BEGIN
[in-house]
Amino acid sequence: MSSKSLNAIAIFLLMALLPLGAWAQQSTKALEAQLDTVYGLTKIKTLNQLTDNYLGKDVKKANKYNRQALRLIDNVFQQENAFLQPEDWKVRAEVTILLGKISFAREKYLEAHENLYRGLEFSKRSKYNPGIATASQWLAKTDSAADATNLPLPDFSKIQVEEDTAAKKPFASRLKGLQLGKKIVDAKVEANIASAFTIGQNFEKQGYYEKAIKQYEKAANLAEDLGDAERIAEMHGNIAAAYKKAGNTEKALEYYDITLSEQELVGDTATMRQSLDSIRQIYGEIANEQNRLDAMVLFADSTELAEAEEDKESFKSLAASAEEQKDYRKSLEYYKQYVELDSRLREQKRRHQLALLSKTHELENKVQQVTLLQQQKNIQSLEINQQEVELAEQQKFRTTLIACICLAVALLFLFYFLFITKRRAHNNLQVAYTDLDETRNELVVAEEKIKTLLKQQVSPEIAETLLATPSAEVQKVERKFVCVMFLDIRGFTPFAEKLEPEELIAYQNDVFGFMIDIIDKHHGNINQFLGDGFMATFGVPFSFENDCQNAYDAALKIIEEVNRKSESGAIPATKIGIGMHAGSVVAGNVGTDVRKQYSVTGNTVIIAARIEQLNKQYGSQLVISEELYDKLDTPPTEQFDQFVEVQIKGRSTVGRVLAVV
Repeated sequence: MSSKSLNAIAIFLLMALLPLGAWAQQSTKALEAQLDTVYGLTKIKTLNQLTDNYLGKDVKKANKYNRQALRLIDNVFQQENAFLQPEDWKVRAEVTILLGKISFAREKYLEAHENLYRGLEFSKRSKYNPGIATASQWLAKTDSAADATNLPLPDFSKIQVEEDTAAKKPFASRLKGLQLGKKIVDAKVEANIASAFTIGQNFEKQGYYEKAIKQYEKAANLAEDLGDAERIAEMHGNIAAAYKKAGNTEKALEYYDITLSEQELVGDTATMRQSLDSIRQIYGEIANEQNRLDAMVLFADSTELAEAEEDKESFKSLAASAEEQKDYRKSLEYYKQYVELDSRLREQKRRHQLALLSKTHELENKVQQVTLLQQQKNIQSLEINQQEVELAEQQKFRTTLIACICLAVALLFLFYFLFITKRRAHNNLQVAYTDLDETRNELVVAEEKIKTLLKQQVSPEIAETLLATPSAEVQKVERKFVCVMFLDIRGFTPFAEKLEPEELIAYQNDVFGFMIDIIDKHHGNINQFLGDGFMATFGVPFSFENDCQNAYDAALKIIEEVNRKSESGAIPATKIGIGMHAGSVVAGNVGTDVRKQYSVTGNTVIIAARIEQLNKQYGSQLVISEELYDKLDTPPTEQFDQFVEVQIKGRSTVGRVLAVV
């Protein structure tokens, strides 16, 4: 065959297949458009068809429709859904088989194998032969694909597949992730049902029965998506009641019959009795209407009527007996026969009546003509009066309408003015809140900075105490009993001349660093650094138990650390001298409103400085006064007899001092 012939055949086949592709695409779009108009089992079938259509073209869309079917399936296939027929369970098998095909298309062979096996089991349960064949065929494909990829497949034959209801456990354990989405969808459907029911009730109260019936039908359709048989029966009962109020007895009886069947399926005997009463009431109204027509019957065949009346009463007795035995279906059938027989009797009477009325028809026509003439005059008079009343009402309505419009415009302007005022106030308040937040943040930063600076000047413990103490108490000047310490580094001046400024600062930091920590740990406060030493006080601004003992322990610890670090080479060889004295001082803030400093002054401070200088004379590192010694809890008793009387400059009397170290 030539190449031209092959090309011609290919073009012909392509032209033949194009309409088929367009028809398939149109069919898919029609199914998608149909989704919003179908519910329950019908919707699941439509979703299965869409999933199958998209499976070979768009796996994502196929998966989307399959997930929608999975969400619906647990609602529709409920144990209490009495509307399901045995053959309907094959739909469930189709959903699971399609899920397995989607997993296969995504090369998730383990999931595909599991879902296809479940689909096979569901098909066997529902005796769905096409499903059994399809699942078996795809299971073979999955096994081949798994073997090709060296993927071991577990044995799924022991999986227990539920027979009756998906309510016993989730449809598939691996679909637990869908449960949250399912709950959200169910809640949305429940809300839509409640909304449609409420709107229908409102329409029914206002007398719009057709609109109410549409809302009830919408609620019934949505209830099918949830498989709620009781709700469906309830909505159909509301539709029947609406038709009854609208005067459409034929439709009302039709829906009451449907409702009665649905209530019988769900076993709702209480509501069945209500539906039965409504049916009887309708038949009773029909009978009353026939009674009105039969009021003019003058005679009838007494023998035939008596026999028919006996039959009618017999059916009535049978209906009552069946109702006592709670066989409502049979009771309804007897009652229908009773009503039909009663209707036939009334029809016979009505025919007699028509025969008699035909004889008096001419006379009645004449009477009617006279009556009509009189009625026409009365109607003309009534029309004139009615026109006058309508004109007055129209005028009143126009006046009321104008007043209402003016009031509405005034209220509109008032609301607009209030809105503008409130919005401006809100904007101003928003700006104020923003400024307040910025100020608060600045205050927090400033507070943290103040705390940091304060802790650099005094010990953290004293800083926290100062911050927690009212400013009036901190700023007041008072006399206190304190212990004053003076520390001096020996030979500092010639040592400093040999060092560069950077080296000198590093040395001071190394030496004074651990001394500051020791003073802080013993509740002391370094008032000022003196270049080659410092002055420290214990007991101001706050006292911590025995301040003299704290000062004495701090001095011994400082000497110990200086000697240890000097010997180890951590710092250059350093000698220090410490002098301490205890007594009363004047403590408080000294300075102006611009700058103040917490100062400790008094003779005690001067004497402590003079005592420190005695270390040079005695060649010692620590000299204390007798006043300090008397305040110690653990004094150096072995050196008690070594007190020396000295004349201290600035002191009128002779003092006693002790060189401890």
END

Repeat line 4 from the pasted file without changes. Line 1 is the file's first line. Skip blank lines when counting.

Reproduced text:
């Protein structure tokens, strides 16, 4: 065959297949458009068809429709859904088989194998032969694909597949992730049902029965998506009641019959009795209407009527007996026969009546003509009066309408003015809140900075105490009993001349660093650094138990650390001298409103400085006064007899001092 012939055949086949592709695409779009108009089992079938259509073209869309079917399936296939027929369970098998095909298309062979096996089991349960064949065929494909990829497949034959209801456990354990989405969808459907029911009730109260019936039908359709048989029966009962109020007895009886069947399926005997009463009431109204027509019957065949009346009463007795035995279906059938027989009797009477009325028809026509003439005059008079009343009402309505419009415009302007005022106030308040937040943040930063600076000047413990103490108490000047310490580094001046400024600062930091920590740990406060030493006080601004003992322990610890670090080479060889004295001082803030400093002054401070200088004379590192010694809890008793009387400059009397170290 030539190449031209092959090309011609290919073009012909392509032209033949194009309409088929367009028809398939149109069919898919029609199914998608149909989704919003179908519910329950019908919707699941439509979703299965869409999933199958998209499976070979768009796996994502196929998966989307399959997930929608999975969400619906647990609602529709409920144990209490009495509307399901045995053959309907094959739909469930189709959903699971399609899920397995989607997993296969995504090369998730383990999931595909599991879902296809479940689909096979569901098909066997529902005796769905096409499903059994399809699942078996795809299971073979999955096994081949798994073997090709060296993927071991577990044995799924022991999986227990539920027979009756998906309510016993989730449809598939691996679909637990869908449960949250399912709950959200169910809640949305429940809300839509409640909304449609409420709107229908409102329409029914206002007398719009057709609109109410549409809302009830919408609620019934949505209830099918949830498989709620009781709700469906309830909505159909509301539709029947609406038709009854609208005067459409034929439709009302039709829906009451449907409702009665649905209530019988769900076993709702209480509501069945209500539906039965409504049916009887309708038949009773029909009978009353026939009674009105039969009021003019003058005679009838007494023998035939008596026999028919006996039959009618017999059916009535049978209906009552069946109702006592709670066989409502049979009771309804007897009652229908009773009503039909009663209707036939009334029809016979009505025919007699028509025969008699035909004889008096001419006379009645004449009477009617006279009556009509009189009625026409009365109607003309009534029309004139009615026109006058309508004109007055129209005028009143126009006046009321104008007043209402003016009031509405005034209220509109008032609301607009209030809105503008409130919005401006809100904007101003928003700006104020923003400024307040910025100020608060600045205050927090400033507070943290103040705390940091304060802790650099005094010990953290004293800083926290100062911050927690009212400013009036901190700023007041008072006399206190304190212990004053003076520390001096020996030979500092010639040592400093040999060092560069950077080296000198590093040395001071190394030496004074651990001394500051020791003073802080013993509740002391370094008032000022003196270049080659410092002055420290214990007991101001706050006292911590025995301040003299704290000062004495701090001095011994400082000497110990200086000697240890000097010997180890951590710092250059350093000698220090410490002098301490205890007594009363004047403590408080000294300075102006611009700058103040917490100062400790008094003779005690001067004497402590003079005592420190005695270390040079005695060649010692620590000299204390007798006043300090008397305040110690653990004094150096072995050196008690070594007190020396000295004349201290600035002191009128002779003092006693002790060189401890």